Marine Corps Taking Hybrid Approach to Zero Trust Architecture

Marine Corps Taking Hybrid Approach to Zero Trust Architecture


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Identity and automation are supporting military personnel amid zero trust architecture implementation, but a skilled workforce is still needed.

A zero-trust architecture is a way to embed securities into the frameworks of everything you do. It gives you a specific set of tenants, principles or mandates depending on the documents you're using, according to U.S. Marine Corps Deputy CIO Renata Spinks.  

During a recent Federal Insights Exchange webinar Spinks said the Marine Corps has taken a hybrid approach to zero trust. The service is not only looking at different areas of information and how it applies to their unique mission threads, but also focusing its attention on identity.  

“Zero trust for us was a keystone architecture that we had to hone in on, and from a Marine Corps perspective, we chose to concentrate on identity,” Spinks said. “If we can manage our identities and have access controls to a place where we can give that conditional access based on not just on what your role is but also your pattern of behavior.” 

Spinks believes automation, another area of focus for the Marine Corps, is all about sustaining compliance by risk assessments. Making sure you can modernize processes that accredit systems in a continuous manner not only helps with security, but also increases momentum for military personnel.   

Spinks noted that in situations where lives are at stake, personnel out in the field should be able to have information when their application is identified as unsafe.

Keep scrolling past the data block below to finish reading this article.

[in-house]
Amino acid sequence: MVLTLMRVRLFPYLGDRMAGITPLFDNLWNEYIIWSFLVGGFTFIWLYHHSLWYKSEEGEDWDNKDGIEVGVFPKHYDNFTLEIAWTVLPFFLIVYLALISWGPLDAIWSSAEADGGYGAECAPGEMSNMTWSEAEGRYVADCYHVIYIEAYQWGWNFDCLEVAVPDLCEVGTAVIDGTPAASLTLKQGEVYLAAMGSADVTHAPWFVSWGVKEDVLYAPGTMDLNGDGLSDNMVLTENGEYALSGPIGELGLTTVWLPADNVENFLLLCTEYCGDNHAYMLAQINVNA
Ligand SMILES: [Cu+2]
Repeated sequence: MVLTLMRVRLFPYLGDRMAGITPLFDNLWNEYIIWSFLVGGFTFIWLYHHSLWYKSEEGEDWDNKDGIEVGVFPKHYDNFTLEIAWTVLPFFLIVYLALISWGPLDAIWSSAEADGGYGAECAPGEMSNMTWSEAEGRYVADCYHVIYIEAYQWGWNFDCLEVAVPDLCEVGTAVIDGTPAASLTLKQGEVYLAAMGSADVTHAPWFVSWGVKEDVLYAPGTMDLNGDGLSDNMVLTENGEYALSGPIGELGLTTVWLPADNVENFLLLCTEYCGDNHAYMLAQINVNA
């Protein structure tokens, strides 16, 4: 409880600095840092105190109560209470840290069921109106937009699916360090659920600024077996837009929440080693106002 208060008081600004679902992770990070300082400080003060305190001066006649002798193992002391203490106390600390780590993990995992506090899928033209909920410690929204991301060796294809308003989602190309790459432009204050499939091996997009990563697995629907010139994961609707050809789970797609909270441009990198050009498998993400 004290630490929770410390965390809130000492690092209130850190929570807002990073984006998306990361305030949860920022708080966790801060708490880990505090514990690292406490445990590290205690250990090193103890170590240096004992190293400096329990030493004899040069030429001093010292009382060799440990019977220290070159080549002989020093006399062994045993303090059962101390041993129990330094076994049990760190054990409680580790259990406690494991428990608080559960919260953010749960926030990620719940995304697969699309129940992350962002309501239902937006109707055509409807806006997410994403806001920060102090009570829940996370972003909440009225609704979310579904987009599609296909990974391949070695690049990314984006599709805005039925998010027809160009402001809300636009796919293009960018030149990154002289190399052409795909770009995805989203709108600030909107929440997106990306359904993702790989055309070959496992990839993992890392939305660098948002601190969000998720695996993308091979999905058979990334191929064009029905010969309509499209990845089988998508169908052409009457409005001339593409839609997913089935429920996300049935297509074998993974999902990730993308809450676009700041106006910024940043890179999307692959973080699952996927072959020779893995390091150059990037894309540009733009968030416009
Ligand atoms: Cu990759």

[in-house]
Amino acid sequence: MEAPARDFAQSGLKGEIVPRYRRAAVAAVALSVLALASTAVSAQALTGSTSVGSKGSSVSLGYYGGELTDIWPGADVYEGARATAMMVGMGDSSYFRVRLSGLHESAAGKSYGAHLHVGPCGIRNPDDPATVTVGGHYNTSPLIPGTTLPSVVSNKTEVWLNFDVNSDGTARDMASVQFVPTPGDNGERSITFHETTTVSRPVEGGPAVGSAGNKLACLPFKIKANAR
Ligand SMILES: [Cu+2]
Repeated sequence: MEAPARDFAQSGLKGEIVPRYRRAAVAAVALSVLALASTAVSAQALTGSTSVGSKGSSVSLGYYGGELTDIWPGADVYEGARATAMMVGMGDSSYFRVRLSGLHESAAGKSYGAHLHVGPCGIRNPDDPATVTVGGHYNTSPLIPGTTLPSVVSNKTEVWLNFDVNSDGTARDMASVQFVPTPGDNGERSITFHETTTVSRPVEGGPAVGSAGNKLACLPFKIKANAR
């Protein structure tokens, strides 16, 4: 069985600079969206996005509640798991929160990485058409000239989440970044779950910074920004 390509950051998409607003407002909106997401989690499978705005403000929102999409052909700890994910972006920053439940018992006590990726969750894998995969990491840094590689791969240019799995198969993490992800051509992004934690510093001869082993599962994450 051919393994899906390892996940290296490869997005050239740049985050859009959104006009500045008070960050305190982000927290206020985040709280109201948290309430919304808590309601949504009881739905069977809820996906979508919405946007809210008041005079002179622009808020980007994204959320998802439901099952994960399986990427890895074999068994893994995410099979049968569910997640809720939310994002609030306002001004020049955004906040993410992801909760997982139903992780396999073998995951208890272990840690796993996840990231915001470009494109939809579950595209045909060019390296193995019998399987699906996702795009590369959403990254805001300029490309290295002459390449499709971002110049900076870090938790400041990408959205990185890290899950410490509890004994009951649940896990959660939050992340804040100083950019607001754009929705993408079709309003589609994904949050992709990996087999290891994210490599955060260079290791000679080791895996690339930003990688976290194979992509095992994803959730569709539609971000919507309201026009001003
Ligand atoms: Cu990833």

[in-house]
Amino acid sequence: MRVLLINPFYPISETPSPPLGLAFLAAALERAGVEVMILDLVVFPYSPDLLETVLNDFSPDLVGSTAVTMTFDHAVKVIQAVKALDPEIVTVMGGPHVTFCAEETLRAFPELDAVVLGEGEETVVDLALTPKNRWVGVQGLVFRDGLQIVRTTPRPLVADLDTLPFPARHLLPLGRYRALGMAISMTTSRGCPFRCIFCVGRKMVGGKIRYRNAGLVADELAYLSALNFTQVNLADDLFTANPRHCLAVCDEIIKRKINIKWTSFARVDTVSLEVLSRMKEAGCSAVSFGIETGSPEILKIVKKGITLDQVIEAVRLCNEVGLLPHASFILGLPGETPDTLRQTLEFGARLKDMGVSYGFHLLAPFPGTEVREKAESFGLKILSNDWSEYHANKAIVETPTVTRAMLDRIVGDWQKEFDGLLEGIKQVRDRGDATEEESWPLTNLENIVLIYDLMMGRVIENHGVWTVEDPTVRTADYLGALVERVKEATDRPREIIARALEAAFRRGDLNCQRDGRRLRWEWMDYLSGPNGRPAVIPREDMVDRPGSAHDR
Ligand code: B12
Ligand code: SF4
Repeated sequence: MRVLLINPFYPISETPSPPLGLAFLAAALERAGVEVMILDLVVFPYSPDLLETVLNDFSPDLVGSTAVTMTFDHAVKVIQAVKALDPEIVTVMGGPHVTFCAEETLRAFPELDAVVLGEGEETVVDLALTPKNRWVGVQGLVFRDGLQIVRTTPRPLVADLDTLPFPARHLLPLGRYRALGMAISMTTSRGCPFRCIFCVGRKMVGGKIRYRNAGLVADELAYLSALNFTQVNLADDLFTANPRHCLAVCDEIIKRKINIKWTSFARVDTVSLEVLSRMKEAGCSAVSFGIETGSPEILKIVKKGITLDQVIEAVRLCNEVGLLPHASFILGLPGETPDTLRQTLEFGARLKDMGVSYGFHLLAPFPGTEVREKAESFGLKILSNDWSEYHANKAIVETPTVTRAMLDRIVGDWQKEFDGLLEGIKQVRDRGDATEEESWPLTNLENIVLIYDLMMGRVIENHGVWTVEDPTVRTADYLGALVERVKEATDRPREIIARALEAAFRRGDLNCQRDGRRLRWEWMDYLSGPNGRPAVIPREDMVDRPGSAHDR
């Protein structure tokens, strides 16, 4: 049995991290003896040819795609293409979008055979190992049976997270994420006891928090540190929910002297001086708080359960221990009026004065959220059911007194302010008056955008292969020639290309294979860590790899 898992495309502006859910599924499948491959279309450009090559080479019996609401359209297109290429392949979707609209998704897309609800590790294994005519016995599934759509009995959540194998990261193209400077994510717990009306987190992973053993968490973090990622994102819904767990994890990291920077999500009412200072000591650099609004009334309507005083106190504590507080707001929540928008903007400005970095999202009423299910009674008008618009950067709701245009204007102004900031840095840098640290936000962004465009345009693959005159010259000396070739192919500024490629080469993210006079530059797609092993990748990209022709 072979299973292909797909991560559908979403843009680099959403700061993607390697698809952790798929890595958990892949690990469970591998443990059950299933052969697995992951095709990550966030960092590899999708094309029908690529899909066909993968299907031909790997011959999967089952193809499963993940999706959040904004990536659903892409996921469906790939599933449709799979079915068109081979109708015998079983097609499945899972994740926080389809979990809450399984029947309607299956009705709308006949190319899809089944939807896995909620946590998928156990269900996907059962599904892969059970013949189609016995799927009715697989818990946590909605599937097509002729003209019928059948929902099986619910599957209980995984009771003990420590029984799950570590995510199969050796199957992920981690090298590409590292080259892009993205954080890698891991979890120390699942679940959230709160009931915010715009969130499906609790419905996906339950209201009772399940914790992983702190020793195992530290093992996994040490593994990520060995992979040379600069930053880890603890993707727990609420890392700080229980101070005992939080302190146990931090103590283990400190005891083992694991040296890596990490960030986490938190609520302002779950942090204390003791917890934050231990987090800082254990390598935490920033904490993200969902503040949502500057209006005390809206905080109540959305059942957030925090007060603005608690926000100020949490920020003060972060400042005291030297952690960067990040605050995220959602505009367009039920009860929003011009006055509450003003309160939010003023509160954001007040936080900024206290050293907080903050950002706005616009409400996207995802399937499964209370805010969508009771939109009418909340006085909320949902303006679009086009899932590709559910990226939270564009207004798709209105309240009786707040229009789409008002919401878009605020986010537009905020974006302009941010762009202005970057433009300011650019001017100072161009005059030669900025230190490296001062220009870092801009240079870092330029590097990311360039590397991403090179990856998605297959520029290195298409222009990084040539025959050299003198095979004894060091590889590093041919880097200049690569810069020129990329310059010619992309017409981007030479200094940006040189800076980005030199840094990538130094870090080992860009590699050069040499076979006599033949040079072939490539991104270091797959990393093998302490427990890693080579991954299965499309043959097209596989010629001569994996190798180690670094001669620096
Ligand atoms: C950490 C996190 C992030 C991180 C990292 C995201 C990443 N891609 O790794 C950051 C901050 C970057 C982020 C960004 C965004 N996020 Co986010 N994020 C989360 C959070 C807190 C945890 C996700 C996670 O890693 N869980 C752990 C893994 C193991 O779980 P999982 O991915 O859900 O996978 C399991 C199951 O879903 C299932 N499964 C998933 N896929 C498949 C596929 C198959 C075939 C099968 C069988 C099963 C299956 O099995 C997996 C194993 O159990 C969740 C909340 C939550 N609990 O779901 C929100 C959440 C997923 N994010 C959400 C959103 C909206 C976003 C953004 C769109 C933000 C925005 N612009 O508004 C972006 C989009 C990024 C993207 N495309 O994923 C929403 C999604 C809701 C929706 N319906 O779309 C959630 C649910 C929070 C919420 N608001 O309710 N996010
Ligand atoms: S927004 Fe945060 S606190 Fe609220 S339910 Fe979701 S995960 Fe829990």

“So the Marine Corps is focused on the user, the Marine, and what that Marine needs at any point, at anytime, anywhere at the speed of light," Spinks said. “The warfighter piece, the boots on the ground, is really where you have to go to actually see the challenges they’re facing and the problems they’re solving so you can understand sense of urgency.” 

“I think educating our fleet marine forces, workforce and decision-makers on what those controls are and why inheriting controls is so critical and why those platforms being supported in a continuous manner is important. Where we can find efficiencies and then we must make sure the implementation is tight as it can be,” Spinks added. 

Spinks also discussed some of the talent workforce challenges the Marine Corps is currently facing. 

“We’re always looking for talent. We’re heavily recruiting for the application development MOS where you get the chance to bring a skill set into Marine Corps. We also host innovation challenges, and these give us a chance to see the talent that people have and learn what’s in the realm of possible,” she said.   

A few months ago, Spinks put out several high-quality expert (HQE) positions, which is another way the Marine Corps is trying to address workforce challenges. She said from a pay perspective industry will win, but from a value perspective it depends on impact. 

“We’re restricted from interviewing, but we do make sure we are closely woven in with our acquisition team to say here’s what these things mean and some of the challenges we’re trying to get after in these certain areas so we can equip them during their assessments,” Spinks said.  “The way we manage our talent is not just recruiting and getting people on board, it’s also how you manage the compensation piece, how you manage the morale of those we hire and come into the Marines Corps who come to serve their country.”